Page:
With India playing catch-up yet again with China, former Indian ambassador to Kazakhstan Ashok Sajjanhar said, "Despite the historical, civilisational and cultural linkages, India has not been able to take advantage of this connection." One reason, he says, has been the lack of road connectivity with these five Central Asian countries, all of whom are landlocked.

China, on the other hand, shares a nearly 700km-long border with Kazakhstan and shorter borders with Kyrgyzstan and Tajikistan. Beijing, in fact, appears to have stolen a march over New Delhi with President Xi Jinping paying a state visit to Turkmenistan, Kazakhstan, Uzbekistan and Kyrgyzstan in September 2013.

India's record in terms of visits at the highest level to these five countries has been rather dismal. The last prime ministerial visits to Turkmenistan and Kyrgyzstan were way back in September 1995 by then PM, PV Narasimha Rao.

Manmohan Singh, in turn, was the last Indian PM to visit Uzbekistan in April 2006. An Indian PM set foot on Tajikistan soil over a decade ago with AB Vajpayee going there in 2003. President Pratibha Patil then visited in September 2009.

Kazakhstan is the only Central Asian nation that has seen a relatively recent visit by an Indian PM with Manmohan Singh going there in April 2011. A country spread over 2.9 million sqkm, which is nearly 90 per cent of India's area, Kazakhstan's population of 17 million is less than that of Delhi.

A major oil producer, Kazakhstan is seen as an important partner in helping meet India's growing energy needs. India's ONGC Videsh Ltd already has a 25 per cent stake in the Satpayev oil block . India has also been importing uranium ore, with Kazakhstan being a leading producer of this mineral in the world.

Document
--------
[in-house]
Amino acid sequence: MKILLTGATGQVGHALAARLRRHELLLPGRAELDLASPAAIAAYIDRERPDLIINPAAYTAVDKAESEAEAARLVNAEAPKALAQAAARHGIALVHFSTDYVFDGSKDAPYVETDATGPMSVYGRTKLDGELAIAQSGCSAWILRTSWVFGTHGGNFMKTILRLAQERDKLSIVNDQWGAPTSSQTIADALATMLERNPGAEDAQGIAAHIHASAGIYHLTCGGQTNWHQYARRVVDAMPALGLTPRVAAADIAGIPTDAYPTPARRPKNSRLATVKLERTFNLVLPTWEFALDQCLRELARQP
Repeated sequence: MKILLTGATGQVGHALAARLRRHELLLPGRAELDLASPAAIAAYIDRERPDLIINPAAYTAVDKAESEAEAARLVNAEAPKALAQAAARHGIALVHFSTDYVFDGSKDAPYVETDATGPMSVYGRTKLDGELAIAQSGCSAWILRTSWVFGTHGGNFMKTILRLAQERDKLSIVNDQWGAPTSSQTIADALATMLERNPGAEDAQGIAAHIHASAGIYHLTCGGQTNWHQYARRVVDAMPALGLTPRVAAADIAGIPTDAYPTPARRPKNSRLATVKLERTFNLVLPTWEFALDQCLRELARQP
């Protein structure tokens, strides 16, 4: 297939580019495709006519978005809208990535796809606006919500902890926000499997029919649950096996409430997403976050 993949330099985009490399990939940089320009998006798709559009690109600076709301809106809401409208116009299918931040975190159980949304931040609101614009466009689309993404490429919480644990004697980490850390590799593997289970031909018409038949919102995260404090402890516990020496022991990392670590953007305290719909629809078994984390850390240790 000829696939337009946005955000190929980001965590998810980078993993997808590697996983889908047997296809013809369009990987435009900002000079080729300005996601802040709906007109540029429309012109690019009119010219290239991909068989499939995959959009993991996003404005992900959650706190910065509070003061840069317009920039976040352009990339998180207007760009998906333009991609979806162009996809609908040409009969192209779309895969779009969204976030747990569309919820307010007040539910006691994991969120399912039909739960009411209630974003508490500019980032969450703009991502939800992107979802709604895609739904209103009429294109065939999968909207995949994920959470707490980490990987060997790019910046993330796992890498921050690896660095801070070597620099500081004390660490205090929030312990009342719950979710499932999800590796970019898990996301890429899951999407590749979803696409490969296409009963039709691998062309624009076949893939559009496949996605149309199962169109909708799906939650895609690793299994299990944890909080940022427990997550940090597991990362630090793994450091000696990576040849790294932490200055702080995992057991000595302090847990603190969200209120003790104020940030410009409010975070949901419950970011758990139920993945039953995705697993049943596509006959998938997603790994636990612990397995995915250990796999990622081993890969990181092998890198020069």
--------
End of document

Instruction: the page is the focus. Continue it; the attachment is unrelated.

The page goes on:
India's also looking to meet its energy requirements through the TAPI (Turkmenistan-Afghanistan-Pakistan-India) gas pipeline project that's been proceeding at a tardy pace. New Delhi plans to discuss during the PM's Turkmenistan-leg of the tour to see how this project can be speeded up.

The Modi visit will also serve to highlight the historical and cultural linkages India has with these nations. India's first Mughal emperor Babur came from Uzbekistan and Zebunissa, the poet-daughter of another Mughal emperor Aurangzeb, is still loved for her poetry in Tajikistan.

Even Sufi poet and scholar Amir Khusro had ancestors who came from a region known in ancient times as Transoxiana - the name used for that portion of Central Asia corresponding approximately with modern-day Uzbekistan, Tajikistan, southern Kyrgyzstan and southwest Kazakhstan. Even Delhi's famous Turkman Gate built in the 17th century derives its name from Turkmenistan.

Will historical links and geostrategic compulsions combine to ink a fresh chapter in India's ties with the five "Stans"? India, for one, will certainly be hoping they do.

Last updated: July 04, 2015 | 15:08